MOMs is in full-obsession mode this week over dandelions – and we have every reason to be. We, Americans in particular, are choking our ground water with fertilizers and drying out our clean water resources to try to give grass the leg up on dandelions in our yards. And, frankly, grass isn’t a great friend to our soil (check out clover for soil replenishment).
Dandelion greens are tender, tasty greens with bite, and dandelion root is a great herbal tea for internal cleansing and detoxification, AND its good for your soil! An earlier commenter pointed out that dandelions are favorites of bees, and pleasing bees is a very good thing!
However, keep in mind there are several weeds in your yard that are tasty and nutritious: some very common ones are Ground Ivy [Glechoma hederacea], Common Plantain [Plantago major], and Lambs Quarter [Chenopodium berlandieri].
My great-grandmother would stop and pull lambs quarter from between the sidewalk cracks and gather it up and steam the leaves or toss them with lettuce in the dinner salad, and that story persisted in the family for years. It was one of the first plants I could identify on my own and surely you’ve seen it too.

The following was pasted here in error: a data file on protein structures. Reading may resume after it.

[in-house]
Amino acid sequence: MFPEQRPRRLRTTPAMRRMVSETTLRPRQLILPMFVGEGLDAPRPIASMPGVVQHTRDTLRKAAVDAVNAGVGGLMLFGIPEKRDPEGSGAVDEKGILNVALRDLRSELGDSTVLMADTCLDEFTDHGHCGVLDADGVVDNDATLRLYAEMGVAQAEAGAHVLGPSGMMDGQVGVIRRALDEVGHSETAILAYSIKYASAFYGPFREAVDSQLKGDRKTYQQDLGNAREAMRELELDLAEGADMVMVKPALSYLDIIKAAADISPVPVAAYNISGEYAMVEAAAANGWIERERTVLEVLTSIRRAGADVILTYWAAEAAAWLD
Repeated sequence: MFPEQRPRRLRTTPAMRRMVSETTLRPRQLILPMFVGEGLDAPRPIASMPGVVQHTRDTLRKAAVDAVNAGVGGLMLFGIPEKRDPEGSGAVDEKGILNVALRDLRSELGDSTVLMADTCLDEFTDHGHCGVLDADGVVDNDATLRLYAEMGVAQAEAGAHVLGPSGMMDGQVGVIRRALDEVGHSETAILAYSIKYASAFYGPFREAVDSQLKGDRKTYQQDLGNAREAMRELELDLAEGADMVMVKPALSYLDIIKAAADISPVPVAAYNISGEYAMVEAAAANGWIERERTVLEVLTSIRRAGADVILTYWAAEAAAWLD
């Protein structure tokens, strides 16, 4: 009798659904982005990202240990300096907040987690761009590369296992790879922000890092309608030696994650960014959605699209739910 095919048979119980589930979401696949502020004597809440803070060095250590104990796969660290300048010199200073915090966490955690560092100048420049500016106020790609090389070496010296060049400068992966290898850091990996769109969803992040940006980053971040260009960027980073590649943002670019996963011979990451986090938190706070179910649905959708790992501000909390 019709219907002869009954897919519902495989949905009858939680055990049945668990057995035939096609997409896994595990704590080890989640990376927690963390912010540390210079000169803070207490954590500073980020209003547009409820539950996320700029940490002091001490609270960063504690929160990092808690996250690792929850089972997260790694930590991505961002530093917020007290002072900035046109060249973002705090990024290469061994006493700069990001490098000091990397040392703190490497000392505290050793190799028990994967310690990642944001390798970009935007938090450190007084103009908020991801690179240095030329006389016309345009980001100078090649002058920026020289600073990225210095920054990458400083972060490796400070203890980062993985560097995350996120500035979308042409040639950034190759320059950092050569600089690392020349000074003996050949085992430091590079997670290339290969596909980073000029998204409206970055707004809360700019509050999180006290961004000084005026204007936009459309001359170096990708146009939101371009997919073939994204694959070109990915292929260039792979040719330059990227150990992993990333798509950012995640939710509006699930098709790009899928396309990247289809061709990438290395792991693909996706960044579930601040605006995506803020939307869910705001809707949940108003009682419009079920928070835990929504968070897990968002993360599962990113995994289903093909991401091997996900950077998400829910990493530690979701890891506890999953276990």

I learned about the former two edible weeds when MOMs Wellness staff went on an herb walk with the renowned herbalist Christopher Hobbs. After the tour, we went out to the road to wait for our bus, which was running late. Dr Hobbs leaned down and pulled Plantago Major leaves from the side of the road and explained that it was tasty in the raw in its early leaf stages (steam or blanch the more mature leaves and try to remove the “strings” that run through it for the best texture), and it is the source of the psyllium seed fiber that we sell. The entire plant can be eaten, in a variety of ways, and its quite nutritious, like most dark leafy greens.
Dr Hobbs then plucked some ground ivy, little leaves with scalloped edges growing on dainty short stems (not the invasive English ivy that grows all over college buildings), and explained that it is a good source of iron and vitamin C.
So, if the food apocalypse arrives, those of us with mixed-population lawns will be sitting pretty. And don’t forget about the chicory, bee balm, cow slip, redbud, elder and clover! All can be put to good use in the kitchen (or medicine cabinet). Bon Appetit!
Save the Dandelions with MOMs, bring your lawn chemicals in for safe disposal March 15-23!
Alyssa works at multiple MOMs locations.